…As House threatens Malami with arrest
The House of Representatives on Thursday vowed to issue warrant of arrest for the production of the Attorney-General of the Federation, Mr Abubakar Malami should he fail to appear before it next week Tuesday.
The House had issued about three summons on Malami to appear before it to shed light on the legality or otherwise of the sting operation conducted by operatives of the Department of State Service (DSS) between the night of October 7 and the wee hours of October 8 resulting in the arrest of serving and retired judges.
The House had invited some stakeholders including some of the victims, all of whom had appeared to explain what actually transpired and shared their perspectives on the issue.
The proceedings of the committee of the House of Representatives had, however, been criticized in some quarters as exceeding the legislature’s oversight functions.
Besides, it was argued that the subject-matter of investigation is already a subject of litigation before a court of competent jurisdiction.
Stakeholders felt it was and insisted that it is not neat for both the legislature and the judiciary to be conducting proceedings on same issue at the same time.
The Attorney General who had purportedly been invited a couple of times had not dignified them with representation let alone appearance.
A source told Bar and Bench Watch that the Attorney-General is distancing himself from the proceedings so as not to sew a garb of legality on the proceedings of the committee which is evidently prejudicial.
But Garba Datti, who chairs the ad hoc Committee investigating cases of invasion of property and arrest of persons for reasons outside the general duties of the Department of State Service (DSS) as prescribed by the National Securities Act expressed frustration with the conduct of the Attorney-General.
He said: “The only area we are having problem is the AGF who is the chief law officer.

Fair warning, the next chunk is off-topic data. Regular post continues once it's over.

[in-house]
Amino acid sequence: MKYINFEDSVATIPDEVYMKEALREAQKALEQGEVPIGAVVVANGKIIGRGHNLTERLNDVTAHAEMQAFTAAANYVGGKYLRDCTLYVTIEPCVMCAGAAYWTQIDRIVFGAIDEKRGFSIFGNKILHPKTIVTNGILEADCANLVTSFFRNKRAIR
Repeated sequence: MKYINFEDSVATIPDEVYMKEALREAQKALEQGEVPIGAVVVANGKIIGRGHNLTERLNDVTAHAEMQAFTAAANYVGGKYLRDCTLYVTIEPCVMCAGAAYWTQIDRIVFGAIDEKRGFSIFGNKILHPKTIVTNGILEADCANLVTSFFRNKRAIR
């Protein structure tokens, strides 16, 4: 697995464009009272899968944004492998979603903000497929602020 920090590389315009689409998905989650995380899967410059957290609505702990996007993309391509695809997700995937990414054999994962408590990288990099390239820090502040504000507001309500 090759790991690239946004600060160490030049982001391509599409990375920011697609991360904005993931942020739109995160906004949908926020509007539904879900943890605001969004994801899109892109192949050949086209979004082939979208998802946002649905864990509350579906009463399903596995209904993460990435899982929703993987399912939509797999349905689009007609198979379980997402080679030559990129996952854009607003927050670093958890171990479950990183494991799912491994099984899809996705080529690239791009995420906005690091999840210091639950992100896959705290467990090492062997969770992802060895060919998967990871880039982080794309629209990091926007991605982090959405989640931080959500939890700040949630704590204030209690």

“We sent letters to him, no answer and no memorandum from him.
“Before the public hearing, we had summoned him even today (Thursday), he did not appear or sent any representation.
“This Committee is disturbed by the non-appearance of the AGF.
“We have given him the opportunity to appear on Tuesday (next week) 29th November, failure of which this Committee will invoke all the relevant laws that give us power for arrest.”
However, while the Independent Corrupt Practices and other Related Offences Commission (ICPC) said the SSS has not erred by the search and alleged arrest of the judicial officers, the Economic and Financial Crimes Commission (EFCC) disclosed that it was not involved in the alleged search and arrest of the judges.
The EFCC however disclosed that it was also investigating some judicial officers.
ICPC Chairman, Nta Ekpo Nta backed his assertion with legal instruments, saying, “Section 3(1) of the SSS instrument I of 1999 provides that: “For the purpose of facilitating the discharge of its functions under these instrument, personnel of the State Security Services are hereby conferred with the powers of Superior Police officer in respect of searches and arrest.”
“Likewise, section 3 (2b) of the SSS Instrument I of 1999 provides that in the execution of its functions set out in the Instrument, the SSS shall have power to “impound and keep in its custody the passports or any other property of persons or organizations under investigation if considered appropriate by the Director-General.”
On his part, EFCC Chairman, Ibrahim Magu, who was represented by Johnson Ojogbana, Assistant Director (Prosecution) said his agency was empowered to initiate investigation of individual, organisation or any judges including public or political office holders.
According to him, the anti-graft agency’s statutory powers include investigation and prosecution of all financial and economic crimes and any form of fraud, narcotic drug and trafficking, money laundering, embezzlement, bribery, looting and any form of corrupt malpractices.
“I can say that EFCC was not involved in that wee hours operation. We have been investigating some judges and our modus operandi have been painstaking. We have not investigated all of them (judges), a few of them filed petitions and investigations are on-going,” he said.
While noting that complaints against the incident should not be equated with opposition to the anti-corruption fight, Ojogbana said it was the methodology employed that was questioned.
“There is a way you can do something with good intention and it turns out to appear bad.
“It is the duty of the committee to review procedures of operations of the security agencies to be in line with the democratic tenets,” he added.